This is a company that purchased 75% of Linc only 15 months ago, and, after the contract loss was announced, declared the carrying value of customer relationships, valued at $2.57 million at the time of purchase, would be written down to zero in the current reporting period.

The directors of Ashely Services paid the $4.2 million purchase price for Linc on the basis that Linc’s history of delivering profits, in which the soon-to-depart major customer clearly played a substantial role, was all-but certain to continue.

What type of risk assessment was undertaken by Ashley Services on Linc?

What risks were identified in the now-lost major contract?

How accurately were those risks assessed, addressed, and mitigated?

How was the overall risk assessment factored into the offer price?

I don’t know the answers to these questions but I would certainly like to know if I was an Ashely Services shareholder (I’m not).

Traditionally recruitment agency owners won, or lost, large tenders and PSAs based on price.

Although price remains a key factor in client decision-making the reputational and financial risks that an agency may, by association, expose their client to in areas such as cybersecurity, privacy compliance, occupational health and safety, and employment law are increasingly relevant.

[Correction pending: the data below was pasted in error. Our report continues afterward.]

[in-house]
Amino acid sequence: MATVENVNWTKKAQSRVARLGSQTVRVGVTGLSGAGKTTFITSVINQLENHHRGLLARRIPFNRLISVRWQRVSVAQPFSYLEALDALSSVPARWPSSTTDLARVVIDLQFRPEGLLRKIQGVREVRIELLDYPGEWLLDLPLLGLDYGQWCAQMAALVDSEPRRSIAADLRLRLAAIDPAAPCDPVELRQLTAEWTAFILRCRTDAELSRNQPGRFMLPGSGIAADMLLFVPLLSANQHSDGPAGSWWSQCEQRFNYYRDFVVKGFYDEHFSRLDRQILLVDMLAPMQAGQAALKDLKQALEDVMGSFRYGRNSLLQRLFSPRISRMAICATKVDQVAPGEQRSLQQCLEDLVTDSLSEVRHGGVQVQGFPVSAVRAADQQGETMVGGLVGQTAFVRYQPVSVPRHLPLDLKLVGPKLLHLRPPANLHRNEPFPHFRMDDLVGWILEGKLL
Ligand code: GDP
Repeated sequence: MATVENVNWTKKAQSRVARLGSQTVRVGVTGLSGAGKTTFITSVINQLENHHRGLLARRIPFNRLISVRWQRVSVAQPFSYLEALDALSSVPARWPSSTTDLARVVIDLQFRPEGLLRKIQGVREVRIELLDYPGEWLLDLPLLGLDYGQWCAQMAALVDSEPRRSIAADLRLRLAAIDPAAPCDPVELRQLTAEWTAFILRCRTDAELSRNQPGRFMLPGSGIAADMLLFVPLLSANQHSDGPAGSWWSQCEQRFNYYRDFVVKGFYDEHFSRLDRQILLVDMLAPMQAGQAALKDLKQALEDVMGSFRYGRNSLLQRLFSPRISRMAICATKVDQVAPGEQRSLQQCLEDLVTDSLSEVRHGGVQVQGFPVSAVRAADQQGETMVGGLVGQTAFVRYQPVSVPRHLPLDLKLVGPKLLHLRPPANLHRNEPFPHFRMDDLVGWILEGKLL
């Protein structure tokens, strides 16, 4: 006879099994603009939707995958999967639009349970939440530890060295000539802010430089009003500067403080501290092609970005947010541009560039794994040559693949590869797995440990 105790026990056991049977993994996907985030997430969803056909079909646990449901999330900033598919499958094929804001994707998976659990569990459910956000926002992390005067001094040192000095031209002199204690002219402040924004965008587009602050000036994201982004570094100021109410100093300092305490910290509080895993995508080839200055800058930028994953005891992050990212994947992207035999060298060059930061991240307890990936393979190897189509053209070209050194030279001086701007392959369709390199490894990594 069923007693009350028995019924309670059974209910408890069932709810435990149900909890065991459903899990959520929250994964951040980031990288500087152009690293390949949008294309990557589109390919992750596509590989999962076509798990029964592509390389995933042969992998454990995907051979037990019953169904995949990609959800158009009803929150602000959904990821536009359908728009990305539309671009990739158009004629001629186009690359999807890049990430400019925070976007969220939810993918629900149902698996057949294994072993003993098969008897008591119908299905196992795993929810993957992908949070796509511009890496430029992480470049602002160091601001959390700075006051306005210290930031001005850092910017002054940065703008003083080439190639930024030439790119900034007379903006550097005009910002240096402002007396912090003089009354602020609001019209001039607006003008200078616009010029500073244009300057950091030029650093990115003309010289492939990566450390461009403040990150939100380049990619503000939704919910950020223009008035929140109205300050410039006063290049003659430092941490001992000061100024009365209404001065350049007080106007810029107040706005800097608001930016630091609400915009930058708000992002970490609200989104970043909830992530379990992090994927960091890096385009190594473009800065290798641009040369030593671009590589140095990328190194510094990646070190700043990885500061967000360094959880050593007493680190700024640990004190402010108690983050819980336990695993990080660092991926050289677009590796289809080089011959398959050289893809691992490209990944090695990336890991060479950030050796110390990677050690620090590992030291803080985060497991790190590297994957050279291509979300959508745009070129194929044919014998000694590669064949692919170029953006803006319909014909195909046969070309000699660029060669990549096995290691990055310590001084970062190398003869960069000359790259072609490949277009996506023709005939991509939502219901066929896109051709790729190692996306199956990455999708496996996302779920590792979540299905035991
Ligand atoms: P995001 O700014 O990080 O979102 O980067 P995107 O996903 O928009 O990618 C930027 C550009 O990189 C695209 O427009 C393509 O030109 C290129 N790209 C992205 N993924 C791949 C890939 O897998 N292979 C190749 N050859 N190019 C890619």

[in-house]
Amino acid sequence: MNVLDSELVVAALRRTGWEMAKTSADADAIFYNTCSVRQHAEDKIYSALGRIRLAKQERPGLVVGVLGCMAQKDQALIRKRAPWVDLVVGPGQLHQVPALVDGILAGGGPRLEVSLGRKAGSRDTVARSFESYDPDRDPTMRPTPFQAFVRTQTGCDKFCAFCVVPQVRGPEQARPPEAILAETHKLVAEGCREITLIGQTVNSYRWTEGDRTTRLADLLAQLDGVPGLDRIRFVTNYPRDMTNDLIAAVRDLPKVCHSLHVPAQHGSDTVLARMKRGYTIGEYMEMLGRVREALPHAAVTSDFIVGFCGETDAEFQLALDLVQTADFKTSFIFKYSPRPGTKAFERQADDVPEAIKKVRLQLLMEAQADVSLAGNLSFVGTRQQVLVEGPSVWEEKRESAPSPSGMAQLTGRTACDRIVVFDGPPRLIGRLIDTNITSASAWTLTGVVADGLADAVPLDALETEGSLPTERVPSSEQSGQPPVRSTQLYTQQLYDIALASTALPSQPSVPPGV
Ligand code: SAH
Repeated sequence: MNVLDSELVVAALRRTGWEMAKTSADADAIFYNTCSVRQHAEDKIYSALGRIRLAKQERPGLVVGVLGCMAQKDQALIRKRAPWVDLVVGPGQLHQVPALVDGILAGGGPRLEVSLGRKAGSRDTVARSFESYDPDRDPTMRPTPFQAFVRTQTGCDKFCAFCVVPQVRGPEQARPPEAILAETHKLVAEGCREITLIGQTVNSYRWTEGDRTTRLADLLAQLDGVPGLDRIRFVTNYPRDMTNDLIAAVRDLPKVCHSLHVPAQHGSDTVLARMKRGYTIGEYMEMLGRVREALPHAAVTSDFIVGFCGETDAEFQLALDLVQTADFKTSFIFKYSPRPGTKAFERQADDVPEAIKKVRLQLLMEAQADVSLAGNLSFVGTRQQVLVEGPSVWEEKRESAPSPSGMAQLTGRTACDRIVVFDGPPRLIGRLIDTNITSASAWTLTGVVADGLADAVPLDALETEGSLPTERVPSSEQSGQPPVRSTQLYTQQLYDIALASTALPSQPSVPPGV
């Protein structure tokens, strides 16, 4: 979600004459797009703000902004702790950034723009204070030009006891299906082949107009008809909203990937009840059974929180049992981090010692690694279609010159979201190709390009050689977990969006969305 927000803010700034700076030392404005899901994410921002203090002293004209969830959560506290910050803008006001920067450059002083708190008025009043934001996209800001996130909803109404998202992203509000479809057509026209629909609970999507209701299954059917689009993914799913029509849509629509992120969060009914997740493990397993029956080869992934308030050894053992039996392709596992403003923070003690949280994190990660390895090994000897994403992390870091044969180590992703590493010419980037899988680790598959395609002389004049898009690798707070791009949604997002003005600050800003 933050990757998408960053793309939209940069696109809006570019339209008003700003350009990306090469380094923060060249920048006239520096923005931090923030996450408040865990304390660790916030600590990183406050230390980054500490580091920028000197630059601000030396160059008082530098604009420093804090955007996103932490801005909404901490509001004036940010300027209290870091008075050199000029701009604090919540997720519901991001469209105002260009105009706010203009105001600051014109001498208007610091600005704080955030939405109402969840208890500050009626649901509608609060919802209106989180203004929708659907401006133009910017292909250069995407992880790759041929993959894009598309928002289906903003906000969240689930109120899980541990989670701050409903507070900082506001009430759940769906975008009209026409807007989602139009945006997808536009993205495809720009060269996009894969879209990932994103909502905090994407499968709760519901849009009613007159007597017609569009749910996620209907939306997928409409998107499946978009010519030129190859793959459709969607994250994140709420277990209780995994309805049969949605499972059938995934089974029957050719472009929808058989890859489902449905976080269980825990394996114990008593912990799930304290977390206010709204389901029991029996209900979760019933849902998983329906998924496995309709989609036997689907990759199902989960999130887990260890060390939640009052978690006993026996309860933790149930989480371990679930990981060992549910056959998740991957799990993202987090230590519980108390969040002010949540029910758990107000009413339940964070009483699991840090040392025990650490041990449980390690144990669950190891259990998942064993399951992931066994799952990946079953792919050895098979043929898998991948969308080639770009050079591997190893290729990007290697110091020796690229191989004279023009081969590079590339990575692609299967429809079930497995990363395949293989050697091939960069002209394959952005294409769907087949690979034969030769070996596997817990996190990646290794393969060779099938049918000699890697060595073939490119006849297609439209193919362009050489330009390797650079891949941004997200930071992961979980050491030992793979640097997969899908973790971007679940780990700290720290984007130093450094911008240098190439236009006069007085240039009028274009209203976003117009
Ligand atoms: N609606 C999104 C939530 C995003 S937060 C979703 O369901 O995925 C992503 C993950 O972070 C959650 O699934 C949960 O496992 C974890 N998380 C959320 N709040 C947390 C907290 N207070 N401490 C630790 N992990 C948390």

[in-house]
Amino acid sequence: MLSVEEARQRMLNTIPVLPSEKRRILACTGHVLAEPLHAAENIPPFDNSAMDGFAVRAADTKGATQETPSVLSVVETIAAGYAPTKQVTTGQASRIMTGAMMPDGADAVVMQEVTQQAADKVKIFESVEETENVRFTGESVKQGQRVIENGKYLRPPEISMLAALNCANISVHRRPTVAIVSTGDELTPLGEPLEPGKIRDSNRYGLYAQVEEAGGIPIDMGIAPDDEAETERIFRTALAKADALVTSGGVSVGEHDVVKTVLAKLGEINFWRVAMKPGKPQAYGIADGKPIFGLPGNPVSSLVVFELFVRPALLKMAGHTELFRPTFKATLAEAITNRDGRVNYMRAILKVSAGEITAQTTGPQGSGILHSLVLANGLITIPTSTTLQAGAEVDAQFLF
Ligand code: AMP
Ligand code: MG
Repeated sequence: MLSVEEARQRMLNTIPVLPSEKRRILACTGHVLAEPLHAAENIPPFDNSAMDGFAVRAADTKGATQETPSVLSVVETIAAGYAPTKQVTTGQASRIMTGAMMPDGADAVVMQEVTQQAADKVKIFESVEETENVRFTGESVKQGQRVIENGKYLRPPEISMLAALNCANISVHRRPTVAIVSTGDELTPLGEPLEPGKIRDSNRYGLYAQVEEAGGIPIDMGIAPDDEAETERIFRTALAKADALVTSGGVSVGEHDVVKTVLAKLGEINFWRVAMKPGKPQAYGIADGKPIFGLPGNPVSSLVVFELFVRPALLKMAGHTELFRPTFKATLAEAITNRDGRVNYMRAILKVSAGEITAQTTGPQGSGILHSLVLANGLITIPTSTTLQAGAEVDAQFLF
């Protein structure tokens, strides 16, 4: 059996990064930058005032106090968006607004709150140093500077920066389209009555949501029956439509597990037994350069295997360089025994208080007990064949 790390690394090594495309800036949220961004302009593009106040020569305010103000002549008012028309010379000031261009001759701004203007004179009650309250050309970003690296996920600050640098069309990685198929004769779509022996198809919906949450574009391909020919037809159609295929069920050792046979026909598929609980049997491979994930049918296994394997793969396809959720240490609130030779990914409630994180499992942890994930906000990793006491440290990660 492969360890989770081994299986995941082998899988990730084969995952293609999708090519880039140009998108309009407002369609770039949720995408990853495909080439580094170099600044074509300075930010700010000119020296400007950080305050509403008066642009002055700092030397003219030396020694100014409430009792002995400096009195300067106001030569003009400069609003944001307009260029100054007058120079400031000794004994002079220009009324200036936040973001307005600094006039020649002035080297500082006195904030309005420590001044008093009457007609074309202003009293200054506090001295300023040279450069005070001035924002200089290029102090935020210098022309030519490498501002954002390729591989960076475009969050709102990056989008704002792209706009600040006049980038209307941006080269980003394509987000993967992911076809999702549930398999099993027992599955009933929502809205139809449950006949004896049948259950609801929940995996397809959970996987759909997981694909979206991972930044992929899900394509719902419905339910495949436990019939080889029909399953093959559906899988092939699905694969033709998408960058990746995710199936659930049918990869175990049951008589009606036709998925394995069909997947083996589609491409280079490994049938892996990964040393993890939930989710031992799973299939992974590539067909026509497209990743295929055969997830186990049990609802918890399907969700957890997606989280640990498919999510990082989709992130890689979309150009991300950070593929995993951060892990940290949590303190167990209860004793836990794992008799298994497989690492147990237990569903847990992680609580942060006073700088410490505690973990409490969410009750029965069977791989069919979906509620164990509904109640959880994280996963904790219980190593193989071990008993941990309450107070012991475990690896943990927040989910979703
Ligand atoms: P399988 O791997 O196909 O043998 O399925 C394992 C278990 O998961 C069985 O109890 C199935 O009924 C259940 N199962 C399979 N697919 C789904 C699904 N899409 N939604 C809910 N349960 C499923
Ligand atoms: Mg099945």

Our industry is still capable of producing a solo owner who substantially and rapidly grows their agency’s sales and profit (Collar Group’s Ephram Stephenson is a high-profile recent example).

However, for an excellent insight into the partnership mindset that is increasingly looking like the model of the future for our industry, I urge you to listen to Liz Kingston discuss with Blake Thompson and Declan Kluver in her episode of Confessions of a Recruiter podcast the way she and Gerard Kerr work together as equal partners in Kingston Human Capital.

In the past, the strength of client and candidate relationships would surmount almost every other hurdle on the path to long-term agency success.

It’s a very different game now, as Rod Hore succinctly puts it:

If your agency relies on cold calling, only offers contingent 360-degree recruitment services, cannot articulate its differentiation and real value to a client, or has not invested in an online and connected presence, you are playing in a shrinking pool.

The recruitment processes that allowed “me too” agencies to survive, or even thrive, in past decades are struggling today. Those business-sustaining personal relationships fade over time and are not sufficient to ensure success.

Andrew Banks and Geoff Morgan realised these harsh realities three and a half decades ago, paying off to the extent that they were regulars in the BRW Rich 200 list, and it’s taken almost everybody else in our industry a long time to catch up.

Related blogs

What Secret? Recruitment gold from Geoff Morgan and Andrew Banks

Compliance ignorance in recruitment: do you know what you’re really risking?

The hidden truth of how Andrew Banks became a million dollar biller

Deaths and big fines leave agency owners on notice about workplace risk

The 5 most influential people in the recruitment industry in the past 60 years